Monday, 30 November 2015

Whiskey and Water by Elizabeth Bear


At my local library yearly book sale, I perhaps went a little nuts. Financially stable for the first time in many years, the lure of the SF/F section was more than I could resist. (In the end, I spent $17, so it wasn't that crazy.) Part of the problem was that they had so many books that I'd wanted to read anyway, by authors I really enjoy. This was one of them - and most irritatingly, I'd tried to order it in from the library just to borrow a month before, only to have it withdrawn from circulation before they sent it to me. Fine then. I'm happy to buy it from you, although I'm annoyed that it's no longer there for others to enjoy. 

We're back in a New York, but one that, like the rest of the world, has become very aware of the existence of the Fae only a shadow away. (A huge dragon and magician war will do that.)  Most of those who have had contact with them bear scars and reminders. But there are those whose scars are other and aspire to Fae-given scars as a source of power rather than of pain. 

There is magic and Magick and power and Power. Fae and Devils and Angels. Magicians and mortals. Bear is not interested in giving us just a few character who have been affected. There are many characters, although it is not difficult to follow who is who. 

The peace that Elaine established when she took the throne of the Fae is uneasy, as such peaces always are. The Queen of the Unseelie plots to regain her equivalent power. Jane Andraste, Arch-mage and Elaine's mother, wants to reopen the war. Matthew struggles with a withered arm and crippled power. 

When I read the first book in this series, Blood and Iron, I cribbed heavily from Bear's vision of the Fae in the modern world and what they would be like when I was creating the setting for my Jazz-Age Chicago-with-Fae game that I ran two seasons of over the past few years. I liked her sense of menace. These are not fairies who are cute. They aren't just going to be mischievous, for the most part. They are dangerous, capricious, and often violent.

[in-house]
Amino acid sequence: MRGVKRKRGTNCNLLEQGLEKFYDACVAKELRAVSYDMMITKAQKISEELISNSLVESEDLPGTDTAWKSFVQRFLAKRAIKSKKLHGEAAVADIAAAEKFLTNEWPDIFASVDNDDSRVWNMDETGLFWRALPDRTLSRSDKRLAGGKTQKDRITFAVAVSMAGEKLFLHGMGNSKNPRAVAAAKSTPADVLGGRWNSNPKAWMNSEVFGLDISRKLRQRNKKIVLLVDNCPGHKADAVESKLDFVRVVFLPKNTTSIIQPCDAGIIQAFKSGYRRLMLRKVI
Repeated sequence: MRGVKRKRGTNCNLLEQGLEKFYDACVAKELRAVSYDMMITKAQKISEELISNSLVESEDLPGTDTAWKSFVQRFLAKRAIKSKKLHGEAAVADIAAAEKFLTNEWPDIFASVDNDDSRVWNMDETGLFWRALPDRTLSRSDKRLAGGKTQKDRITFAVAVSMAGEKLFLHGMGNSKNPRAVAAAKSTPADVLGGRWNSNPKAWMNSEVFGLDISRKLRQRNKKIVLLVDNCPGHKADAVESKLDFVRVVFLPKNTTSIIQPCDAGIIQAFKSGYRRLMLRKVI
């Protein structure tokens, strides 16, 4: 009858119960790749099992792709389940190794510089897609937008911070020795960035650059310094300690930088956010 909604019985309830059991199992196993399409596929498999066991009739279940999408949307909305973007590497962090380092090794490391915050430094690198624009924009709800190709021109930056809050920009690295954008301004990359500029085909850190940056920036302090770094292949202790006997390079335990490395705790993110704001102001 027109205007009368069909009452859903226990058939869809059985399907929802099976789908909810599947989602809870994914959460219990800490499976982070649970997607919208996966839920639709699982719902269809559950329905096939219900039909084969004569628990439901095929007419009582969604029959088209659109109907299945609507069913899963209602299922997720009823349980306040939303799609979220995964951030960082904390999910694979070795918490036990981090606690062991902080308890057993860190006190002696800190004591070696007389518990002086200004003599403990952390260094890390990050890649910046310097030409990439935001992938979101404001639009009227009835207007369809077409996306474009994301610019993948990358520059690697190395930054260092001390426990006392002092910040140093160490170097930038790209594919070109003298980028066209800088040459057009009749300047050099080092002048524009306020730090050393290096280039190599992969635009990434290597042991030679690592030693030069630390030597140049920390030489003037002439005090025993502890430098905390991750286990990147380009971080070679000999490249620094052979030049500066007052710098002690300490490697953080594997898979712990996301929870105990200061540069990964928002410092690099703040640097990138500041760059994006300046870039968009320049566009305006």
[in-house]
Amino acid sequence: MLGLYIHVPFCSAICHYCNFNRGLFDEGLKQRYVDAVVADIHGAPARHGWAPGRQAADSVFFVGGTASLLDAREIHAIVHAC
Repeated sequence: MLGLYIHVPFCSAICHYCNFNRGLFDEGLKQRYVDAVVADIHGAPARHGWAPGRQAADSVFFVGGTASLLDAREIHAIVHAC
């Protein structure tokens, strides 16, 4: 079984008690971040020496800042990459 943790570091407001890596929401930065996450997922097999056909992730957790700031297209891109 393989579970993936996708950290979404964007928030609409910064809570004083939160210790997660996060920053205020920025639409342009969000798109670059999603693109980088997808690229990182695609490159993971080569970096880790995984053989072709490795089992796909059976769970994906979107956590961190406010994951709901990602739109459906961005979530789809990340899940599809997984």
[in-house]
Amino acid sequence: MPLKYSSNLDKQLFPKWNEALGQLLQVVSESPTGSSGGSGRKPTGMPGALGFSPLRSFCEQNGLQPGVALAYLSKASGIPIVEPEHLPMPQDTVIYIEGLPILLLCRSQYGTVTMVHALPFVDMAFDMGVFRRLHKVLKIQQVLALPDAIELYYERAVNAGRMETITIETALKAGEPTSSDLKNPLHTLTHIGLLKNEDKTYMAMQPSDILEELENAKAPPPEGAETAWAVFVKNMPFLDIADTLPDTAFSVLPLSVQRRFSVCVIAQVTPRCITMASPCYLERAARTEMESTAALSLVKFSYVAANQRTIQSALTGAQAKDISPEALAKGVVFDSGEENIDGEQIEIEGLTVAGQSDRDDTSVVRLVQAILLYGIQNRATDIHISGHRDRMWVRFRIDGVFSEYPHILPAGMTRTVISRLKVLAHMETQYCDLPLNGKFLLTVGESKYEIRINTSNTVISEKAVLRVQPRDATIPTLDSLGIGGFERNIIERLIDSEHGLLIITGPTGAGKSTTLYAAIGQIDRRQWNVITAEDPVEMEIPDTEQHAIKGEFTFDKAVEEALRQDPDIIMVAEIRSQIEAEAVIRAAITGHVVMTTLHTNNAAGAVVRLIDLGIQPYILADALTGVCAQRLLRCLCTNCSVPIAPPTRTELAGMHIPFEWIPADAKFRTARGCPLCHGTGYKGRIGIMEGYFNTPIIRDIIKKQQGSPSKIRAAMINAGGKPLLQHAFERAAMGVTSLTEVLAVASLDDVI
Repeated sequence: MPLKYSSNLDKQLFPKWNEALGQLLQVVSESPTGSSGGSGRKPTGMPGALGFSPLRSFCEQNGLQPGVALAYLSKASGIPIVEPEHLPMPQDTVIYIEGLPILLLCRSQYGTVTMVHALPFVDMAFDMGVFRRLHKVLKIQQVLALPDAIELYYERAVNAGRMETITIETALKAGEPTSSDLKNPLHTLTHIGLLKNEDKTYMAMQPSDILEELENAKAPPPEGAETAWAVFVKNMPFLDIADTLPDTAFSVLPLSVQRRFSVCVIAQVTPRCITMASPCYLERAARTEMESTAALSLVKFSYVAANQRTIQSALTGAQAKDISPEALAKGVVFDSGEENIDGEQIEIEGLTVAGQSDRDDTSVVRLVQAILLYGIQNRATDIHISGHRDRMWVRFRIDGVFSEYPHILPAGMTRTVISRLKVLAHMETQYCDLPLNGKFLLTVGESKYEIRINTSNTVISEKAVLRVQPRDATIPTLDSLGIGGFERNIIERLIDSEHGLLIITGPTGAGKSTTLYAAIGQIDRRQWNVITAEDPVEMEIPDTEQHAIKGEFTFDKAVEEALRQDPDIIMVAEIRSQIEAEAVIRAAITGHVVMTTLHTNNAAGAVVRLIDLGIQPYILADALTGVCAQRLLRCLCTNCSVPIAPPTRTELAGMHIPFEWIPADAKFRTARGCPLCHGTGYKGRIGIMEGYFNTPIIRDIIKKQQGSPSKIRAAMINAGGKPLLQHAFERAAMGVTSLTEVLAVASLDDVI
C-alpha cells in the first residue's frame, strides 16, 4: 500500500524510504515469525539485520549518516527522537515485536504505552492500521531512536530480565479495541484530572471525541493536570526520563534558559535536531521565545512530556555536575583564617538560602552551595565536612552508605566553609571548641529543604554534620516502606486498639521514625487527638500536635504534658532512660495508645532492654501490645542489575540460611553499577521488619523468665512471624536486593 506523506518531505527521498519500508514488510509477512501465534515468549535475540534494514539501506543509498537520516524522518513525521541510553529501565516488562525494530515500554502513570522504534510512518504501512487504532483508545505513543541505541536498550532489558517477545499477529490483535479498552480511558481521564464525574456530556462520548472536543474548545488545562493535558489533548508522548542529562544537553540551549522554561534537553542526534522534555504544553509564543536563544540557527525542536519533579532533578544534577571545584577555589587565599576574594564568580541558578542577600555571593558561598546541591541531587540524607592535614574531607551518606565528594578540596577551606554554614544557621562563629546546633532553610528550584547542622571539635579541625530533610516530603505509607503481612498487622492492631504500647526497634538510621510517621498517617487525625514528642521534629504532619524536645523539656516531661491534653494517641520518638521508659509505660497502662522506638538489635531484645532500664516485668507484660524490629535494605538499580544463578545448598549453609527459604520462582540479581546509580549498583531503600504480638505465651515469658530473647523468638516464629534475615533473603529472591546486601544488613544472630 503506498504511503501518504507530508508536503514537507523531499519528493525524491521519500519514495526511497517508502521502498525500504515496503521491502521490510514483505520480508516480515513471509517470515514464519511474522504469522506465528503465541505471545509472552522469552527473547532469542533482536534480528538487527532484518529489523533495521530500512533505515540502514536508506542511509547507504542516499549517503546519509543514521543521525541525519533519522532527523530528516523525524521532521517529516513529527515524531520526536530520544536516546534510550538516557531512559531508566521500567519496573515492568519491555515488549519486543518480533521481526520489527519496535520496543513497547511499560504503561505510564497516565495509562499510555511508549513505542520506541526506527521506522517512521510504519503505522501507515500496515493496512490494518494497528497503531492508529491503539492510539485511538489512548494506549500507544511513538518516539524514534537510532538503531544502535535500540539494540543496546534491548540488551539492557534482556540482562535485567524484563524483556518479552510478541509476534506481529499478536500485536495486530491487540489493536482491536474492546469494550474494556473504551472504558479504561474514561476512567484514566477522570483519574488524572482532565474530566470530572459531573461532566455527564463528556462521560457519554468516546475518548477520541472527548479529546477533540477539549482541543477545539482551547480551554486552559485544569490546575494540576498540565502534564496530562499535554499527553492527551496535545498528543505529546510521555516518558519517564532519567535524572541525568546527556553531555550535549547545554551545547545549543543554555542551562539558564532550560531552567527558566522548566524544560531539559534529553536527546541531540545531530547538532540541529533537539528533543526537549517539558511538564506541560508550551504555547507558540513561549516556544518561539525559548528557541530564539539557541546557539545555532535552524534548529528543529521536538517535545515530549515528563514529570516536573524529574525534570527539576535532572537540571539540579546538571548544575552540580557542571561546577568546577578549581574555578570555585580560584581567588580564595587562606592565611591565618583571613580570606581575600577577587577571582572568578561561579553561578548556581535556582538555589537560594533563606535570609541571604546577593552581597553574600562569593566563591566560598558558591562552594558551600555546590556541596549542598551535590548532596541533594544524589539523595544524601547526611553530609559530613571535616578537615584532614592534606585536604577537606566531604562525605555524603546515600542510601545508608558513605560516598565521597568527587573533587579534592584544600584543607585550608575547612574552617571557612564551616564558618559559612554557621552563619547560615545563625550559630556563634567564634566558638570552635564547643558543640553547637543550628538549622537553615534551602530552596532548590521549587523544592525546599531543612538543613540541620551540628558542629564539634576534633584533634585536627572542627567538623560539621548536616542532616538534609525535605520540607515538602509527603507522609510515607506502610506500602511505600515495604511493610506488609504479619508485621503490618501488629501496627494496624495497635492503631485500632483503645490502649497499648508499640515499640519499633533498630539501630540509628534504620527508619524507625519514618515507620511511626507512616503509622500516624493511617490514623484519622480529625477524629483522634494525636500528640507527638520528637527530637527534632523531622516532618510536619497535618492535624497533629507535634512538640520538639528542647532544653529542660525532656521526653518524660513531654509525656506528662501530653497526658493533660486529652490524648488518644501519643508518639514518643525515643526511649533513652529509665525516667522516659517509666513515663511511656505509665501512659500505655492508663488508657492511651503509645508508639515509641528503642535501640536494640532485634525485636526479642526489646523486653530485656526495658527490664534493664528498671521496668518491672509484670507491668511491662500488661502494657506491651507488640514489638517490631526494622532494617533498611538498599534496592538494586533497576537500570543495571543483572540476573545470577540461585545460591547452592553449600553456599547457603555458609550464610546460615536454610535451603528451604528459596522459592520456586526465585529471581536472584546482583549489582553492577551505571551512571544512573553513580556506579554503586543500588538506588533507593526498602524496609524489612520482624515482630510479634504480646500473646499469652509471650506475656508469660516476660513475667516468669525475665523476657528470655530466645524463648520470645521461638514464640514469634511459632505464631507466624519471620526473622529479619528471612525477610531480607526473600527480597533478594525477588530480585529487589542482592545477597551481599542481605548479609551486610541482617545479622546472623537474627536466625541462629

In this next book, the politics of Hell and the Fae are central to the plot as it unfolds, and I loved those aspects quite a lot. There were a few times, though, that it felt like Bear was erring on the side of holding back information on what had just happened a little too much, so I felt occasionally lost. I get not wanting to be overt and tell me exactly what everything means, and I appreciate that. It's a fine line to walk, but there were brief moments of "what just happened there?"

It's a minor quibble about a very fine book indeed, filled with indelible characters, and more personal agendas than you could stuff into a very large sack. Everyone wants something, and many are willing to go to chilling lengths to obtain them. In the midst of that, what can a mere mortal do? What about a mortal with a little bit of power (or even a lot), when faced with literal incarnations of the Devil (based on different literary representations) and Fae creatures that have no compunction, and no need to teach you the rules before eviscerating you with them. 

It makes me miss my game, although mine was not as violent as the Fae are here. It's a world I was very glad to come back to, and I suggest other people explore if they haven't had the chance yet. 

2 comments:

  1. The reading order on the Promethean Age books is weird. I'm convinced that Whiskey and Water has more impact if you read Ink & Steel and Hell & Earth in between Blood & Iron and Whiskey & Water. Those two are set in Elizabethan England and fill in a lot of back story, especially with the immortal characters.

    I found the ending of this really solid, but the two Elizabethan books really set that up for me.

    I feel like the publisher did some weird stuff with this series as far as timing and publishing order goes.

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    1. Huh. I am looking forward to reading those two!

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